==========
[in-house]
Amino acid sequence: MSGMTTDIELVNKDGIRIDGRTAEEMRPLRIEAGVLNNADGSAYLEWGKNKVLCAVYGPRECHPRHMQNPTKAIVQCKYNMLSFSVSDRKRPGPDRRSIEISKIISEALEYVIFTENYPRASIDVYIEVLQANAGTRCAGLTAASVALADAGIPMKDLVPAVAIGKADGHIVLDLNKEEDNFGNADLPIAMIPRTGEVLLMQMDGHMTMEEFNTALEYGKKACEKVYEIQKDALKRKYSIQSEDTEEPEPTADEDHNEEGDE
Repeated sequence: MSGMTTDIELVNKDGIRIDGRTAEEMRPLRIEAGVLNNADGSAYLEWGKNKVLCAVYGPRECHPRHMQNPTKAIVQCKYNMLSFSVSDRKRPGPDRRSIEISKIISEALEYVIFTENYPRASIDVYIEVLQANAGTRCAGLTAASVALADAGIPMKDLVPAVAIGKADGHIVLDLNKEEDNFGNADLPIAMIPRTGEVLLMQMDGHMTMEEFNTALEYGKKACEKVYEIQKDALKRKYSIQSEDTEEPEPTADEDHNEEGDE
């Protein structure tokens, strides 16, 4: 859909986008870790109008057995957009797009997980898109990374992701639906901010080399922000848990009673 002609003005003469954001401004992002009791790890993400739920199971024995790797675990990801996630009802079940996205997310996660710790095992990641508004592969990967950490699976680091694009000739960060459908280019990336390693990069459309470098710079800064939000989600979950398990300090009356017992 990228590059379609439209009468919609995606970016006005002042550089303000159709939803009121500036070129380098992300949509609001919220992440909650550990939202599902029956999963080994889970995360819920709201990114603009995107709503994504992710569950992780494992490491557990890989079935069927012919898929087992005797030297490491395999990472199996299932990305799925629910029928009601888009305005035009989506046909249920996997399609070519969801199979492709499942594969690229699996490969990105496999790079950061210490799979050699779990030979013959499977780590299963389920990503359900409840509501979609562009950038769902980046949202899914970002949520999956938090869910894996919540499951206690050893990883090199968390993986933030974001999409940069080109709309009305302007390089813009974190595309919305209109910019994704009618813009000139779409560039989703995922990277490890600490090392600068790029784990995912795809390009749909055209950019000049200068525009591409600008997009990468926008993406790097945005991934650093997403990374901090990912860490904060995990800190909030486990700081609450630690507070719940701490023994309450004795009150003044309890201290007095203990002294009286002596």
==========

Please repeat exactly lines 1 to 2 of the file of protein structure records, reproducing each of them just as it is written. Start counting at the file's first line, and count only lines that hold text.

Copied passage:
[in-house]
Amino acid sequence: MSGMTTDIELVNKDGIRIDGRTAEEMRPLRIEAGVLNNADGSAYLEWGKNKVLCAVYGPRECHPRHMQNPTKAIVQCKYNMLSFSVSDRKRPGPDRRSIEISKIISEALEYVIFTENYPRASIDVYIEVLQANAGTRCAGLTAASVALADAGIPMKDLVPAVAIGKADGHIVLDLNKEEDNFGNADLPIAMIPRTGEVLLMQMDGHMTMEEFNTALEYGKKACEKVYEIQKDALKRKYSIQSEDTEEPEPTADEDHNEEGDE